Tuesday, January 04, 2005

ZAPATERO HAS STATED that he refuses the Ibarretxe plan:
Prime Minister José Luis Rodríguez Zapatero spoke out for the first time Monday against the Basque country's declaration last week that it had the right to break away from Spain, saying the region was bound by the Constitution to obey decisions made by the central government in Madrid.

"I have complete confidence that, I insist, this proposal has no legal foundation today," Zapatero said at press conference in Seville. "It has no place in the future of this country."
But, as I pointed out yesterday, I think the strategy of not taking the case to the Constitutional Court and waiting for the discussion (and dismissal) of the plan in the national Congress is probably not the wisest one, since it will be seen as a pure political, not legal response; as another offense to Basques by the "Spanish oppressor". In fact, Ibarretxe has declared he will proceed with his plan anyway, no matter what the Madrid parliament votes about it. And, having no legal foundation, isn't that an ellaborate way of saying that it's, well, illegal? Shouldn't it be taken to the courts (Constitutional or others), since it's the judicial branch who's in charge of determining what's legal and what's not? Besides some specific instances (such as the Lords Chambers in Britain, a historical remnant), no modern democracy with separation of powers gives the legislative branch the power to decide what's legal or what's not. Parliaments just create laws; the courts decide if something is according to these laws or not, and the executive branch applies them. That's how things go since Montesquieu, folks (of course, Spain's Socialist party has never been to keen on real separation of powers; some years ago Alfonso Guerra, then deputy Prime Minister in the Felipe Gonzalez administration, solemny declared: "Montesquieu is dead".)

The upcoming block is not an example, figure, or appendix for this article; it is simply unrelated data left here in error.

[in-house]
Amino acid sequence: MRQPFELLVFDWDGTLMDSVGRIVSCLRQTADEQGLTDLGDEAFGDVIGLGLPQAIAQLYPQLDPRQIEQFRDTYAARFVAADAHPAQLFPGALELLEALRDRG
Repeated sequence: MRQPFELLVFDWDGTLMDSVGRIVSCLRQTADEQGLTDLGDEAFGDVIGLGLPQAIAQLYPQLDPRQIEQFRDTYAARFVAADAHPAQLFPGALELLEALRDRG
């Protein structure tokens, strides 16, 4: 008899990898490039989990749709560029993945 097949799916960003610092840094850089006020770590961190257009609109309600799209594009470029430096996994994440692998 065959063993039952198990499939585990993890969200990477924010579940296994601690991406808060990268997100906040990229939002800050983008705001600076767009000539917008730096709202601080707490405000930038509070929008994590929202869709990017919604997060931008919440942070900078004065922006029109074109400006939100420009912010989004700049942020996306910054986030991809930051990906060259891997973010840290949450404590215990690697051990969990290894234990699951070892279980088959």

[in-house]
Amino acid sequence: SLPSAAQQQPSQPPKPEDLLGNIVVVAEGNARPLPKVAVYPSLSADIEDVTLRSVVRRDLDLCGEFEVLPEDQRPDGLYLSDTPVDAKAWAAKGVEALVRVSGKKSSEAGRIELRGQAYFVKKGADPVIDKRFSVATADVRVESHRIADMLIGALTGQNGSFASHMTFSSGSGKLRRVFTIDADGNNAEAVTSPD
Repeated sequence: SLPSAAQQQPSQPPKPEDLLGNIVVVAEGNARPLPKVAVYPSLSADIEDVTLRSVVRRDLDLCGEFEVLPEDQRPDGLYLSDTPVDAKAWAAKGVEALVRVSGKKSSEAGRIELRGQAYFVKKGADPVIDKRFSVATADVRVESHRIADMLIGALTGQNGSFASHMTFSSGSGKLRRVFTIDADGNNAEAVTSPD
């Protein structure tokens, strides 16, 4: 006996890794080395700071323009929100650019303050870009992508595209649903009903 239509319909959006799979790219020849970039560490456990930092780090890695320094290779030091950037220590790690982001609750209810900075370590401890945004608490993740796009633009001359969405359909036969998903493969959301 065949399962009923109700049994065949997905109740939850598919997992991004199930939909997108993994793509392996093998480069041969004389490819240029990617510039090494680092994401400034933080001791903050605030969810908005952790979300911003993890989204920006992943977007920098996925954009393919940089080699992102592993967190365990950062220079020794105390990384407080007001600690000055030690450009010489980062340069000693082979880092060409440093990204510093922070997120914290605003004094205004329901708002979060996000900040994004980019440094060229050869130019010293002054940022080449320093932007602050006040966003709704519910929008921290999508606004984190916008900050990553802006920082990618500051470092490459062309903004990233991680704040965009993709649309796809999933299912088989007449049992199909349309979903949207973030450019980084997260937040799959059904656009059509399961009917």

Morever, the justification for not taking the case to the Constitutional Court makes no much sense:
Zapatero, according to one of his aides, says it is not clear that the court will take the case.

Since the Basque plan has not been adopted by the national Parliament in Madrid, it is not yet a law, meaning the court may say it falls outside of its jurisdiction, according to the aide.
Well, that anonymous aide should go back and study some Constitutional Law 101: not only laws from the national Parliament in Madrid are subject to the Constitutional Court jurisdiction; any legislative bill, or even executive decree, by any of the constitutionally established powers in Spain (that means not only the three branches of the national government, but the three branches of any of the 17 autonomous communities -quite akin to the states in the US-), can be challenged at the Constitutional Court. There's been hundreds of examples in the last decades of Madrid's government challenging bills from the regional parliaments, since there's been regular disputes about allocation of powers (central vs autonomous communities) in several specific issues; after all, the Constitution is relatively recent (1978), and the boundaries were not clear, especially at the beginning before the Constitutional Court had sufficiently developed a doctrine via all its sentences.

UPDATE. Changed some sentences and added a couple, plus some minor editing, in the paragraph starting "But, as I pointed out yesterday".

UPDATE II. Meanwhile, Ibarretxe ushers the worst possible 'insult' in current Spain:
The Basque regional prime minister Juan Jose Ibarretxe accused the Spanish premier Jose Luis Rodriguez Zapatero of 'intransigence' over his opposition to the Basque plan for greater independence from Spain.

In a press conference in Vitoria, Ibarretxe said: "If he doesn't want to negotiate then it reminds me of another era, it reminds me of the era of Aznar."